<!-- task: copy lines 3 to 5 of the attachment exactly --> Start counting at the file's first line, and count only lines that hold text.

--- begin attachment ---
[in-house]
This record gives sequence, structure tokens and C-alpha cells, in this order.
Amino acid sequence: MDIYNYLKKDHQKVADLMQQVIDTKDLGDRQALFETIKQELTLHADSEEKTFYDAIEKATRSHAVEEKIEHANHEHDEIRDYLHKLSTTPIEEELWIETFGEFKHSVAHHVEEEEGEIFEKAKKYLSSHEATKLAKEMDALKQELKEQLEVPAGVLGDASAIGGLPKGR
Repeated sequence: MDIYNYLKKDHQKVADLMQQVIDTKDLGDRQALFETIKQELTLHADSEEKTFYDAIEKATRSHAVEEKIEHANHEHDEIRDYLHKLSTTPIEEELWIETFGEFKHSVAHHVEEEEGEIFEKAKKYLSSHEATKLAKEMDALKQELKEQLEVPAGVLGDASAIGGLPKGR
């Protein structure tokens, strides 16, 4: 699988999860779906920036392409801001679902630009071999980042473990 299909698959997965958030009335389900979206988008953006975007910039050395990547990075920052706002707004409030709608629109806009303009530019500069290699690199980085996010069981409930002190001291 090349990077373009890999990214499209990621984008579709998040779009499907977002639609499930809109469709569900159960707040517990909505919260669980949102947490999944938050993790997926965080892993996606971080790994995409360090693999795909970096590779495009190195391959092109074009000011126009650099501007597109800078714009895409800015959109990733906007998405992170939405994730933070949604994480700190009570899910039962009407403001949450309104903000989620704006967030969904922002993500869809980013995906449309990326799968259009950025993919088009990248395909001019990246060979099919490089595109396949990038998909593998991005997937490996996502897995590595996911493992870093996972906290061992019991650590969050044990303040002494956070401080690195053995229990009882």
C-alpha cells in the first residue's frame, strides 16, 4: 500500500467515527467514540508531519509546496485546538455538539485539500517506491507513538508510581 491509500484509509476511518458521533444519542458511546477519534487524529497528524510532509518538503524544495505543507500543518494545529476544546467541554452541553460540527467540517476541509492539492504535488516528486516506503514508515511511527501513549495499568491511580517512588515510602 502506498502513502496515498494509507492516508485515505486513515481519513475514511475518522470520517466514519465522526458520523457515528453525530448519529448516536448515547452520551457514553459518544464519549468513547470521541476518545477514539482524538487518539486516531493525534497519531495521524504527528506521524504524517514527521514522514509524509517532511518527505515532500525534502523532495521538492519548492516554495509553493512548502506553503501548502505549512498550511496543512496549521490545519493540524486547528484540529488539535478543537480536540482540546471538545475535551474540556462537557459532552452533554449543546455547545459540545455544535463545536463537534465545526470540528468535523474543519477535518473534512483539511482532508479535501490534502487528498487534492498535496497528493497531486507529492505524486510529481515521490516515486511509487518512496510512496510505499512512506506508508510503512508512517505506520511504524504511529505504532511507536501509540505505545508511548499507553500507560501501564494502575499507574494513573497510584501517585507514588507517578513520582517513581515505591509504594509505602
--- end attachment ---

Amino acid sequence: MDIYNYLKKDHQKVADLMQQVIDTKDLGDRQALFETIKQELTLHADSEEKTFYDAIEKATRSHAVEEKIEHANHEHDEIRDYLHKLSTTPIEEELWIETFGEFKHSVAHHVEEEEGEIFEKAKKYLSSHEATKLAKEMDALKQELKEQLEVPAGVLGDASAIGGLPKGR
Repeated sequence: MDIYNYLKKDHQKVADLMQQVIDTKDLGDRQALFETIKQELTLHADSEEKTFYDAIEKATRSHAVEEKIEHANHEHDEIRDYLHKLSTTPIEEELWIETFGEFKHSVAHHVEEEEGEIFEKAKKYLSSHEATKLAKEMDALKQELKEQLEVPAGVLGDASAIGGLPKGR
């Protein structure tokens, strides 16, 4: 699988999860779906920036392409801001679902630009071999980042473990 299909698959997965958030009335389900979206988008953006975007910039050395990547990075920052706002707004409030709608629109806009303009530019500069290699690199980085996010069981409930002190001291 090349990077373009890999990214499209990621984008579709998040779009499907977002639609499930809109469709569900159960707040517990909505919260669980949102947490999944938050993790997926965080892993996606971080790994995409360090693999795909970096590779495009190195391959092109074009000011126009650099501007597109800078714009895409800015959109990733906007998405992170939405994730933070949604994480700190009570899910039962009407403001949450309104903000989620704006967030969904922002993500869809980013995906449309990326799968259009950025993919088009990248395909001019990246060979099919490089595109396949990038998909593998991005997937490996996502897995590595996911493992870093996972906290061992019991650590969050044990303040002494956070401080690195053995229990009882």